By Sam Singson
Following the Special Session on Children held at UN headquarters in May 2002, Canada, along with dozens of other countries across the globe, pledged to draft concrete strategies and legislation with the intent of bettering the lives of their youngest citizens.
In her quest to fulfill this commitment, Senator Landon Pearson, the self-described “senator for children and youth,” spent much of 2003 consulting with various government agencies and the private sector to craft a national plan of action for children. The final document, entitled A Canada Fit for Children, is scheduled for release this spring as part of our nation’s contribution to the world’s celebration of the 10th anniversary of the United Nations’ International Year of the Family.
Throughout the drafting process, the senator’s office encouraged non-governmental organizations and members of civil society to fully participate through focus groups, forums or by sending in comments and suggestions through the mail. Pro-life and pro-family organizations, such as Focus on the Family Canada and Campaign Life Coalition, reviewed the draft and released reports with critiques and recommendations.
The reports from both FOTF and CLC acknowledged that there are some good aspects to the senator’s draft document, such as addressing the negative effects of poverty, drug addiction and violent and harmful content in the media. However, both organizations saw much room for improvement and strongly cautioned against two particular aspects of the senator’s document: the focus on “reproductive health” and the vague definition of the word “family.”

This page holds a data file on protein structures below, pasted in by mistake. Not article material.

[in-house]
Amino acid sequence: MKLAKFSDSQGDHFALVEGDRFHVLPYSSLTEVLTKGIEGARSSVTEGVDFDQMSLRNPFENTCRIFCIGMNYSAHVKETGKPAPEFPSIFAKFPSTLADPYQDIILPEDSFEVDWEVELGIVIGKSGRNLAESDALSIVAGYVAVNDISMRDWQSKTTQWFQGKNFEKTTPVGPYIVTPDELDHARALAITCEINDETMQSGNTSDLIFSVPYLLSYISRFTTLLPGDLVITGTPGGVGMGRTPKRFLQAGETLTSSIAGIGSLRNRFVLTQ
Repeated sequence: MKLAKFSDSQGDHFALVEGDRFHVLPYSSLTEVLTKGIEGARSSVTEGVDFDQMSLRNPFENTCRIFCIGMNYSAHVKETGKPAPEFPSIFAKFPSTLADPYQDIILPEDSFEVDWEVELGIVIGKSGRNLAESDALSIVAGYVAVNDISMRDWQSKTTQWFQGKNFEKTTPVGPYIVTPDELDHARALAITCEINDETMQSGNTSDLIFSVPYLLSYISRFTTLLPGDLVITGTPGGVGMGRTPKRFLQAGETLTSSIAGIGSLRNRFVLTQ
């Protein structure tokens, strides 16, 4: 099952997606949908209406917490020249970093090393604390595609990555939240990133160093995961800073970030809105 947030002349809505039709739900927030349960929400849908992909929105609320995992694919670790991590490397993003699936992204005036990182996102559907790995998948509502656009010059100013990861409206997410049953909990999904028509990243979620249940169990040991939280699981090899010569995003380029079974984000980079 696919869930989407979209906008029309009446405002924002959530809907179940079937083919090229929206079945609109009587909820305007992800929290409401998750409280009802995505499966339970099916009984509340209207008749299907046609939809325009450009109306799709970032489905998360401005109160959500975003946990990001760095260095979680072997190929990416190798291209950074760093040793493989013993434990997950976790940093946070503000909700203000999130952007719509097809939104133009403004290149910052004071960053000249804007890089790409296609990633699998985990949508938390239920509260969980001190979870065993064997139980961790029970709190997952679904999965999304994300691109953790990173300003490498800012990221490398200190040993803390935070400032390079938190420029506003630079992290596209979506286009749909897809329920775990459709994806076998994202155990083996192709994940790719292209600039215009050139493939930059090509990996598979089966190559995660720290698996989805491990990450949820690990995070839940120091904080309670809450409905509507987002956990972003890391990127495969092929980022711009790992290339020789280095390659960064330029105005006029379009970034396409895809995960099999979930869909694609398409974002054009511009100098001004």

In light of the recent controversies at the United Nations regarding the ambiguous term “reproductive health” – and the outright admission that this term could be interpreted to include abortion – and the push to redefine the family to include many other “various forms,” the criticisms of FOTF and CLC are warranted.
Canada has a long history of introducing and promoting radical definitions at the United Nations. For example, it was Canada that introduced the (virtually untranslatable) term “sexual orientation” at the Beijing Conference on Women in 1995. Canada’s viewpoint on what “reproductive health” entails was made perfectly clear in 2002 (see sidebar).
The senator for children and youth: friend or foe?
One may recall reports that The Interim published during the negotiations for the Special Session on Children. The months preceding the actual conference were fraught with tension, indecision and confusion. The Canadian delegation, under Senator Landon Pearson’s leadership, was highly visible and incredibly active. Here’s what the senator was up to:
- The Senator, frustrated with a bombardment of criticism from pro-life lobbyists, released a “non-official” discussion paper in May 2001 directly criticizing the “religious right.” In her paper, the senator argued that the promotion of the concept of the traditional family is “too narrow” and that the definition must be widened to include other “various forms” (the acceptance of the term “various forms of the family” might include non-married and cohabitating couples, as well as homosexual “marriages”).
- Among other aspects of the paper, the senator also blasted pro-life and pro-family groups for their primary promotion of abstinence to stem the spread of the HIV pandemic. Also of note was the senator’s staunch objection to the use of corporal punishment.
- At a late-night negotiating session in June 2001, to the shock of UN delegates and civil observers alike, Andras Vamos-Goldman, a member of the Canadian delegation that was being led by Pearson, stated that the term “reproductive health services” was indeed abortion-inclusive. This bald-faced definition of the term was unprecedented and brought negotiations to a halt for weeks.